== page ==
Scientists in interaction: ‘Follow-the-innovation’ research generates outcome


February 02, 2011.  

‘Implementation-oriented’ research is the magic word in the world of science. But how does it function? And is it really the role of science to make sure that its outcome is actually implemented?

 

“This depends of course on the perspective of the scientists involved”, explains Mehmood Ul Hassan, a Senior Researcher at ZEF involved in the ZEF/UNESCO project in Uzbekistan on the improvement of the use of natural, social and economic resources. “But if you want to conduct research in an inter and transdisciplinary way, you have to go beyond doing pure disciplinary science and produce results and publications only. Involving stakeholders, what transdisciplinary research is about, requires looking at their circumstances and specific needs regarding scientific outcome”.

 

FTI - a learning process

Having a closer look at how scientific results can be best adapted and implemented for the actual users is what the so-called ‘FTI’ - which stands for ‘Follow-the-innovation’- research group within the ZEF/UNESCO project has been doing for the past three years. Based on actual research findings and outcome achieved by natural, economic and social scientists involved in the project, a group of social scientists, Peter Mollinga, Anna-Katharina Hornidge, and Mehmood Ul Hassan took the lead in conceiving and developing the FTI process.

Scientists from different disciplines identified four areas where implementation was to follow science-based solutions for the development-related problems in the region. The four areas identified for the FTI process were: improving the functioning of Water User Associations; rapid salinity mapping; conservation agriculture and afforestation of marginal lands. Each of these topics was covered by an interdisciplinary team, including social and natural scientists as well as economists. They worked together with ‘user groups’, on the local and field level (e.g. farmers), middle level such as farmer associations and water user groups up to the top level of policy and decision makers such as the local governor (hakim) and national Parliamentary committees.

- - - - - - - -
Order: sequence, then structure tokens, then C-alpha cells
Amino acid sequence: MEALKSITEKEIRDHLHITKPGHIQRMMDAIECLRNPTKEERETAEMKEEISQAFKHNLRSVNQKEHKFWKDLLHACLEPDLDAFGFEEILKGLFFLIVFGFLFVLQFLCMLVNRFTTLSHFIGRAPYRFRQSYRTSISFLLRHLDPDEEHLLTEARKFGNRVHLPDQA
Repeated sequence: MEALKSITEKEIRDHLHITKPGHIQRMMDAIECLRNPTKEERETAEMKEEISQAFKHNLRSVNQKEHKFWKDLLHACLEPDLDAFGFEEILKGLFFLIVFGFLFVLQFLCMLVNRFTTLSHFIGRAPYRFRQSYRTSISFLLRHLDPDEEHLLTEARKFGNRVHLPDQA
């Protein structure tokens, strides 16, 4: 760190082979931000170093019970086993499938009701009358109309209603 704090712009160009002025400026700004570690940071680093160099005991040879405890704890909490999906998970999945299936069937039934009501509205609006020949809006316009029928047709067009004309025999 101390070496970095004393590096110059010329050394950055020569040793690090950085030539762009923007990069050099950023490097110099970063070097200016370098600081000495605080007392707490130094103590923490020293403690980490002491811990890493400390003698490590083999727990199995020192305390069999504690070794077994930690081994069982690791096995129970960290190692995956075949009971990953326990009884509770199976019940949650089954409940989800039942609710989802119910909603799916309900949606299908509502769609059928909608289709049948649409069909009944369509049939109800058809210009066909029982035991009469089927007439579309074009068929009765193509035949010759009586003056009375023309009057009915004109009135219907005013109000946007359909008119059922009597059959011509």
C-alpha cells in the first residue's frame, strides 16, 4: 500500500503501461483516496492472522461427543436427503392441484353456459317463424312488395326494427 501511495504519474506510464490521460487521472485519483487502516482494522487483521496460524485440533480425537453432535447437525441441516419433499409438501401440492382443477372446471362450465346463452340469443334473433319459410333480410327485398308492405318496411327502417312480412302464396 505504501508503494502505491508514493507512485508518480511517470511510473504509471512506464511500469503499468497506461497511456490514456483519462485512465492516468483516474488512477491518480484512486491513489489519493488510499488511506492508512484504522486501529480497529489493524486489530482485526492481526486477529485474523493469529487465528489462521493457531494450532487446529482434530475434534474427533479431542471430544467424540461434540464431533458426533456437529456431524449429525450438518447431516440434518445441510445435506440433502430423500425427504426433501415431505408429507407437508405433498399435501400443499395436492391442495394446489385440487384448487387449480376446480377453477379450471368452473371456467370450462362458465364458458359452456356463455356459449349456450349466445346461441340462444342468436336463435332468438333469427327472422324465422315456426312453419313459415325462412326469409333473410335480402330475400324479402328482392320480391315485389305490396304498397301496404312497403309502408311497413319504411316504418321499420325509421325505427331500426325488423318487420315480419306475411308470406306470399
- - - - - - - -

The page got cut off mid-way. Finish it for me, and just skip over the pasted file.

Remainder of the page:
This was an intensive process of interaction amongst scientists from several disciplines, with practitioners, as well as with users and policy makers. To conclude this process for the current phase of the project, the scientists involved in the FTI process came together at ZEF in Bonn in January 2011 to discuss, summarize and analyze their results. Even the writing exercise (called ‘write-shop’) leading to scientific reports and journal articles (after all this is still a scientific effort) was performed in a one-week group session with simultaneous writing and discussing.

 

Implementation-oriented research

“The main message of the whole FTI process is that developing an innovation doesn’t automatically result in improvement of livelihoods in the project area because most innovations never proceed beyond shelves and journals. Scientists generally assume a lot, but their assumptions do not always fit reality”, concludes Hassan after the write-workshop at ZEF. “Another conclusion is, that to mention interdisciplinary as an overall goal of a research project is not enough. If it is formulated in a general way it is everybody’s business, and therefore in the end it’s nobody’s business. Each scientist continues doing his or her own research in his or her field of specialization. And, above all, we could see in the FTI process, that we are all part of our own science culture. For a classical natural scientist, working with farmers is basically not a scientific effort. Thus, the FTI approach was and is not only an innovative way of accompanying science into action, but is also an interdisciplinary exercise of scientific analysis for the scientists involved.”

Scientists tell about their experiences